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Ayaka Wada(S/mileage) presents "Ukiyo-e" Vol.01 Harunobu Suzuki "Couple Under Umbrella in the Snow"

Ayaka Wada(ANGERME) presents
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The People of Edo were Otaku!?

Harunobu Suzuki was the first superstar of the ukiyo-e technique known as nishiki-e.
Nishiki-e developed through advances in polychrome woodblock printing techniques and is a style of ukiyo-e that layers multiple colors on top of each other.
Not matter what field, whenever something new begins there’s always a hero or heroine who appears alongside it. The hero, who lit up the scene that was colorful nishiki-e woodblock printing, was Harunobu Suzuki. I’m sure ukiyo-e fans at the time would have been thrilled with the appearance of such a superstar on the scene.

New techniques and styles can be developed, but if there’s no demand for it and no one buys it, those advances can only go so far. But that wasn’t a problem for the people of Edo. There were so many ukiyo-e fans during this period; they were just waiting for such technical innovation to come along. It was quite popular at the time for rich people to hold gatherings to exchange egoyomi picture calendars, and it was these exchange parties that became the catalysts for the birth of the nishiki-e style.
I want even more beautiful egoyomi; ones with more color!
And so the desires of the wealthy Edo-ites prompted the development of nishiki-e.

Harunobu Suzuki
▲Harunobu Suzuki "Couple Under Umbrella in the Snow"
In modern day terms it’s probably not that unlike trading cards, or the way idol fans exchange idols’ photos with each other. It seems even the Japanese of the Edo period were admirable otaku. Which makes Edo all the more easier to relate to, too. Japan was quite possibly the most artistically advanced country in the world at the time. But the people of Edo were unaware of this – for them it was just a part of regular life. Although, it’s likely that it was for the very fact that the country was sealed off to the outside world that such an environment could be cultivated.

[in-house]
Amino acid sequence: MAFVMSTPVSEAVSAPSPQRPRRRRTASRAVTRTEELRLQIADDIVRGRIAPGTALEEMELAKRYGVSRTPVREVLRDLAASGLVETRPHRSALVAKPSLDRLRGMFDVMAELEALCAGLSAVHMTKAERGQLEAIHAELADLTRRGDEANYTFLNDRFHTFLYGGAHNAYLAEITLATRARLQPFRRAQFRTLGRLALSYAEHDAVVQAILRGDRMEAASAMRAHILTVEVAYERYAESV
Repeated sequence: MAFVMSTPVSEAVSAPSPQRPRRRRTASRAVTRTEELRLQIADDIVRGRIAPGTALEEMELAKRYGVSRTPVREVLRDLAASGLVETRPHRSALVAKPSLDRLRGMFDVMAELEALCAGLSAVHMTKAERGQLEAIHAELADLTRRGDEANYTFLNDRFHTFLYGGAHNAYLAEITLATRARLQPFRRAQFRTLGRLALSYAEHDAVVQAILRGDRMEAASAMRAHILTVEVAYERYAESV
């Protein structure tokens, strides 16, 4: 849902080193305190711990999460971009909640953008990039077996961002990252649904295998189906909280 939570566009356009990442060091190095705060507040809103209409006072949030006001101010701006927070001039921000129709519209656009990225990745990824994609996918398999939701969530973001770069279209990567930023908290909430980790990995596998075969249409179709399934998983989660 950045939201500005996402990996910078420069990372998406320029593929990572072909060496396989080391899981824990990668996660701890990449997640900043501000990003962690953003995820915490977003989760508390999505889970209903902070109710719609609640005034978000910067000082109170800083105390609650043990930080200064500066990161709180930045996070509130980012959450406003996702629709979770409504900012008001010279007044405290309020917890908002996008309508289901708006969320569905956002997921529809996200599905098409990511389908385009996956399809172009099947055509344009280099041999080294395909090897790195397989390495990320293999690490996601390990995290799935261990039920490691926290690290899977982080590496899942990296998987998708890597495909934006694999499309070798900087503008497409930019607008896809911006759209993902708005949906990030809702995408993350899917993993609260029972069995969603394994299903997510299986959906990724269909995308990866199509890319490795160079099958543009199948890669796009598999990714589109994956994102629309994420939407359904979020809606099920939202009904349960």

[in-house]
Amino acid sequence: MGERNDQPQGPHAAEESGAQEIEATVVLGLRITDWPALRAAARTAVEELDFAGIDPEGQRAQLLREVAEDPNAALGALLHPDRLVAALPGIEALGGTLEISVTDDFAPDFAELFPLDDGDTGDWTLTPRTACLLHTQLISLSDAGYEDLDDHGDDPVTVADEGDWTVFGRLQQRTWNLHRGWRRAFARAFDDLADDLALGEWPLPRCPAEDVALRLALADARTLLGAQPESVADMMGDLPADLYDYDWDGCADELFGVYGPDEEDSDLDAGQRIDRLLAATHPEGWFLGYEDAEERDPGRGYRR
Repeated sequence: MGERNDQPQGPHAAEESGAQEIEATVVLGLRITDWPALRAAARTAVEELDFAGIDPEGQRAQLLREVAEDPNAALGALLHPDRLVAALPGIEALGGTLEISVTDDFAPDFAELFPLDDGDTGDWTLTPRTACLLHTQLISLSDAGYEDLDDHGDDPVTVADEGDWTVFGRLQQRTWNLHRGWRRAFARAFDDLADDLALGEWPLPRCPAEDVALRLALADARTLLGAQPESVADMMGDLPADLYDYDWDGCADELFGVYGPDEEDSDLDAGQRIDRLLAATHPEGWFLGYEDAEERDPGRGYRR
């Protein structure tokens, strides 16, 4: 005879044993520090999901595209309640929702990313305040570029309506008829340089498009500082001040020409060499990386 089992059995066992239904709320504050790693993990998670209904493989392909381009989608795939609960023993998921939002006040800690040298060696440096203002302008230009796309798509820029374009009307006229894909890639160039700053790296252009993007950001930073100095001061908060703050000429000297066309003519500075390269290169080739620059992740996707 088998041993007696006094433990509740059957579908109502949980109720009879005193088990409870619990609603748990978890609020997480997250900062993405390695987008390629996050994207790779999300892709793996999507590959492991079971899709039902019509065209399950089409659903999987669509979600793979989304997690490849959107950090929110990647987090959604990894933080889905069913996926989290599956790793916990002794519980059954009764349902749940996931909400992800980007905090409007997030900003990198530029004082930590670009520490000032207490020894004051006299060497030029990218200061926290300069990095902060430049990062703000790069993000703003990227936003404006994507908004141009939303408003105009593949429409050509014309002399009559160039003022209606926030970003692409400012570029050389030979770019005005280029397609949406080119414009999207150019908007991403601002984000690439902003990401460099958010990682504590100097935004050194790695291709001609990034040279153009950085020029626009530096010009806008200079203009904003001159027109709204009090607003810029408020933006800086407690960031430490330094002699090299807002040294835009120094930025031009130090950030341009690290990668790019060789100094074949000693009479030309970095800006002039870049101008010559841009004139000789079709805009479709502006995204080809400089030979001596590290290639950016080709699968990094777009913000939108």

When thinking about the Edo period there’s a tendency to focus only on the more significant events like the Sengkoku (Warring States) period (approx. 1457-1568) and the Azuchi-Momoyama period (1583-1600) that immediately preceded it, and the end of the Tokugawa shogunate (and thus Edo period), but it was in this period that the people of Edo first began to seek pleasurable lives and this is no more evident than in ukiyo-e. In this period, even the original word “ukiyo,” comprised of the Chinese characters “uki” (suffering) and “yo” (world) was replaced with “uki” (floating) and “yo” (world) to take the complete opposite meaning of it’s original usage and convey the idea of a “floating world.”

If the people weren’t floating around feeling exhilarated I don’t think they would have noticed all of the pleasures out there. If you did that during the Sengoku period you probably would have been cut down in an instant. Harunobu Suzuki was most active in the Meiwa era (1764-1772) of the Edo period, when this buoyant attitude towards life was so prevalent throughout society that even regular people could enjoy paintings.

Using Asperity to Depict Kimono patterns

When I saw “Couple Under Umbrella in the Snow,” the thing that stood out most to me was the asperity of the painting. It was a real surprise to me to see the real thing and discover that white-colored paint wasn’t used to depict the build up of snow on top of the umbrella, but rather, the asperity and roughness of the surface of the woodblock itself.
The pattern of the kimono too was portrayed using the roughness of the wood and not color. This is a technique called “karazuri” or “empty printing” (printing without using paint).